TodAI in AI: Google-backed generative AI startup Anthropic raised $450m, bringing total funding to ~$1.45B. Anthropic is behind only OpenAI in the AI capital-raising race — but by a mile: OpenAI has raised $11.3B+ to date.

Buy high, sell low: Months after UK antitrust authorities ordered Meta to sell Giphy, which was acquired for ~$315m in 2020 and has 1.7B daily users, Shutterstock is buying the company for $53m.

Wait, it’s not good for us?! US Surgeon General Vivek H. Murthy issued a wide-ranging advisory on the risks of social media use to youth mental health. If you’re interested in reading the dense 19-page report, here you go.

What is even real anymore? Adobe’s Generative Fill AI feature, coming to Photoshop later this year, lets you extend images and insert objects using text. Should come in handy for, well, basically anyone.

Flipboard is integrating Bluesky, allowing users to browse their feeds in the app. Flipboard has also integrated Mastodon, and is set to add decentralized Instagram alternative Pixelfed, too.

Fits the crime: Spanish YouTuber Daniel Santomé defamed his ex’s father. Now, a judge has ordered him to pay $13k in damages and read his sentence on his channel weekly for a month.

It’s on: TikTok is suing Montana over its ban on the app, saying it violates the First Amendment. Five Montana TikTok creators are also suing the state for the same reason.

Look ma, no driver: Alphabet’s Waymo and Uber have teamed up. Later this year, Uber users in Phoenix will be able to order rides and delivery via Waymo’s self-driving cars.

Dyson announced several new products including a redesigned robot vacuum with an arm that helps clean room edges. It’ll probably cost you, though — the previous model was $1k.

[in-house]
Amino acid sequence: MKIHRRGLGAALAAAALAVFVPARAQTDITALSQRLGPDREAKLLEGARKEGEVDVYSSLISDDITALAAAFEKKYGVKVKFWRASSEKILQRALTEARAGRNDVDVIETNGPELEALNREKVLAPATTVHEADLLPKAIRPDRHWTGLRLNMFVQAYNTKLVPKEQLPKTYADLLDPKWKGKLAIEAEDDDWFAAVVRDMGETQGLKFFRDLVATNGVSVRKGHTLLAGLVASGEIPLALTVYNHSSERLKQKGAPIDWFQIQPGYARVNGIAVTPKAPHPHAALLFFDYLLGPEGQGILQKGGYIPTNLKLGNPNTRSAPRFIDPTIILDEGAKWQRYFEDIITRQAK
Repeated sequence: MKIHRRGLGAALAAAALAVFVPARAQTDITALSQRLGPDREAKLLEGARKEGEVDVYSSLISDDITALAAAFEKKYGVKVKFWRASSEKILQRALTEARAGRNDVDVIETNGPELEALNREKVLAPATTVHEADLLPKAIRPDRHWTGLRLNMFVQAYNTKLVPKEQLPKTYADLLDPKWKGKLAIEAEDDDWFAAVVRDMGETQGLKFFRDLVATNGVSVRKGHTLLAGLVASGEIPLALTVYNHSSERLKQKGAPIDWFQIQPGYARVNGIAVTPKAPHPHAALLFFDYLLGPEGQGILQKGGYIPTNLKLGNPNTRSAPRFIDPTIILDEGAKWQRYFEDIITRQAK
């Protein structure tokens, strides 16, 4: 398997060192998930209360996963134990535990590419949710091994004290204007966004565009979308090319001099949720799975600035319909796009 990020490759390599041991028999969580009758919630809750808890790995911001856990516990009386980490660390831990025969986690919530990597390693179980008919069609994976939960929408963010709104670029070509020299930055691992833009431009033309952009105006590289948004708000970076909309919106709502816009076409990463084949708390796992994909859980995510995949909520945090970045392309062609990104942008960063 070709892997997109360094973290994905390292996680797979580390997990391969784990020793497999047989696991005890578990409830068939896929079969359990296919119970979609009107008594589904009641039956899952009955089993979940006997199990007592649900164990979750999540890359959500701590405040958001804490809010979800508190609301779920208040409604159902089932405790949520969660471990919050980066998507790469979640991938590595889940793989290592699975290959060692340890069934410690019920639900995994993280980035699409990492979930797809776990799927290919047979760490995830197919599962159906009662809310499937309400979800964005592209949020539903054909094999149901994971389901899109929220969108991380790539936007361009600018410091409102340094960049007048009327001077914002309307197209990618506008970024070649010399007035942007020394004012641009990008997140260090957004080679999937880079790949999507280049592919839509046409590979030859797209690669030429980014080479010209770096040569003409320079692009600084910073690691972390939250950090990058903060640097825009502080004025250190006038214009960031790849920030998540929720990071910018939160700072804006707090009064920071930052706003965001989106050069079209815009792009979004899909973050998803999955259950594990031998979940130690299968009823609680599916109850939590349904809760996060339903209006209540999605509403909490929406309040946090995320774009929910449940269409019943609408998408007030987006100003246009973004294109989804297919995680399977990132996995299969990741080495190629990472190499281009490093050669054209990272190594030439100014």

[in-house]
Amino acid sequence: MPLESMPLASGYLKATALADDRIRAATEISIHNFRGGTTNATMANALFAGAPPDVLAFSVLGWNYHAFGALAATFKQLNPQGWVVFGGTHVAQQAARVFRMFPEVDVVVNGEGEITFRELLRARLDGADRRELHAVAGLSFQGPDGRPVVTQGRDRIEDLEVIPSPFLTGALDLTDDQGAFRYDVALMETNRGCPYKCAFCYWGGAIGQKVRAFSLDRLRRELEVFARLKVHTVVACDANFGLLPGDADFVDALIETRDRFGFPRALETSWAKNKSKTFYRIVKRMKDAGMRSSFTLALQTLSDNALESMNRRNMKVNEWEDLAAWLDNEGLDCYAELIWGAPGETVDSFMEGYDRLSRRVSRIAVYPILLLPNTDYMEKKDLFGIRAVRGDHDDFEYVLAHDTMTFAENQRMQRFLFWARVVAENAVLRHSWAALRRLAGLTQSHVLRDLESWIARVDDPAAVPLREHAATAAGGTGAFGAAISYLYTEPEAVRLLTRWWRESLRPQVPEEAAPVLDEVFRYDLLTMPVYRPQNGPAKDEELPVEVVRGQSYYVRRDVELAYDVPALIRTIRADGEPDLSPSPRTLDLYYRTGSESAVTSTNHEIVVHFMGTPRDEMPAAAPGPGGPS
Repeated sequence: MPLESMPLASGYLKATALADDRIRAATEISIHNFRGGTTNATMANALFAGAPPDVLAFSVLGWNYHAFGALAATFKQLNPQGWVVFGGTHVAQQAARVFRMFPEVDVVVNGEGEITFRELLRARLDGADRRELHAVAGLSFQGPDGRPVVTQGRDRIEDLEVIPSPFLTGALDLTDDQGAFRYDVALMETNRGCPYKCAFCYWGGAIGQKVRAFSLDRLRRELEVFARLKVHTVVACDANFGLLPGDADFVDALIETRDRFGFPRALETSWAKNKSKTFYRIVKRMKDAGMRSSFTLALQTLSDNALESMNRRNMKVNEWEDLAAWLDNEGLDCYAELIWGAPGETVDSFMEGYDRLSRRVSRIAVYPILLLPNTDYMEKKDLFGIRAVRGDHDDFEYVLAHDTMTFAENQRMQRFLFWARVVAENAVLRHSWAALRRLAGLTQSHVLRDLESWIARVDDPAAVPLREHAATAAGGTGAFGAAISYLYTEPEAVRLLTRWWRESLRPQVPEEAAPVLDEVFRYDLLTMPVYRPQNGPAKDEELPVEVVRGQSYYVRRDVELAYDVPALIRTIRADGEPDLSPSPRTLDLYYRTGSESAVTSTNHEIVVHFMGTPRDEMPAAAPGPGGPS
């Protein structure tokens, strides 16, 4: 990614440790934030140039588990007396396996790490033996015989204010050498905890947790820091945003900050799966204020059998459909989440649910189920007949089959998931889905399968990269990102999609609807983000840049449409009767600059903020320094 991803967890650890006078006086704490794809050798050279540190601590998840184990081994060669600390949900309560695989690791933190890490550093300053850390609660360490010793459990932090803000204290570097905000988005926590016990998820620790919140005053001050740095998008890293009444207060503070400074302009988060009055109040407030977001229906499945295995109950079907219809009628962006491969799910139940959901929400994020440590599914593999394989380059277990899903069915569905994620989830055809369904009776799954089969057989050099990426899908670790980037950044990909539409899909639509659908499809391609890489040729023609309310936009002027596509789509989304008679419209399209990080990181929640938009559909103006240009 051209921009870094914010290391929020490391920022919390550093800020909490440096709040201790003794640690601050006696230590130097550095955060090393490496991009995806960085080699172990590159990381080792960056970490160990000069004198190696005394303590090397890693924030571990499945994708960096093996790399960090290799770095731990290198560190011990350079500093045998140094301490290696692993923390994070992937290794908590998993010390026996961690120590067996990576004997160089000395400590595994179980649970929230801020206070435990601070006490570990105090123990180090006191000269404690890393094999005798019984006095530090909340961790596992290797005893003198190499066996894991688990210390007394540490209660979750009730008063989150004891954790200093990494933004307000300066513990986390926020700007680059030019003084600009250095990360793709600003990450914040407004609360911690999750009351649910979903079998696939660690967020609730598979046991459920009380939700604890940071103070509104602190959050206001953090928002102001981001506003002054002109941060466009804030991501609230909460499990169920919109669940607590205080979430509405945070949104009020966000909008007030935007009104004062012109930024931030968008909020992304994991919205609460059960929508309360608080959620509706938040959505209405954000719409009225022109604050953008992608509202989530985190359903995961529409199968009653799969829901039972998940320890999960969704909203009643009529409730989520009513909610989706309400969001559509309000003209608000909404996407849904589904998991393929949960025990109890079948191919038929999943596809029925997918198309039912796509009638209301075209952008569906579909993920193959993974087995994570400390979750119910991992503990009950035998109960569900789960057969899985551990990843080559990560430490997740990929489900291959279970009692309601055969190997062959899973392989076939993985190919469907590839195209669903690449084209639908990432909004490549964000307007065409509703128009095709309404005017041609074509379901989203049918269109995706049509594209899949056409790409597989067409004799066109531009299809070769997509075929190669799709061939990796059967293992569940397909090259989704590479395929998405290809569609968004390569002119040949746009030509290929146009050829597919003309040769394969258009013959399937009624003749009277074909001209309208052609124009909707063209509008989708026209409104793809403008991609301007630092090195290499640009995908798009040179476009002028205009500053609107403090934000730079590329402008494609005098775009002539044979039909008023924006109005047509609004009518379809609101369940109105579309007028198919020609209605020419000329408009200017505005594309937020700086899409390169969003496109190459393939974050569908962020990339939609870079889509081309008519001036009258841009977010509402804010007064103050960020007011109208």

Stay agile: Your leadership style can have a huge impact on your team and business. Looking to be flexible and adaptable? Try agile leadership.

Seoul Food
number of Korean restaurants

Zachary Crockett

The $40m bet that made South Korea a food and cultural power

If you’ve eaten Korean food, you know it’s delicious.

Whether you’ve flipped sizzling beef over a Korean barbecue, crunched down on a tangy piece of kimchi, or basked in the warm steam wafting off a bibimbap bowl, the experience is captivating.

What you might not know, though, is that your meal likely came with a heaping side of government funds.

In 2009, the South Korean government launched the $40m Korean Cuisine to the World campaign with the goal of improving South Korea’s global reputation through its food.

In the years to come, the government would spend millions of dollars opening Korean restaurants abroad, developing and standardizing recipes, and working to make South Korea a culinary destination for international tourists.

But can food really help elevate a country’s reputation? And how much further can South Korea push its food campaigns?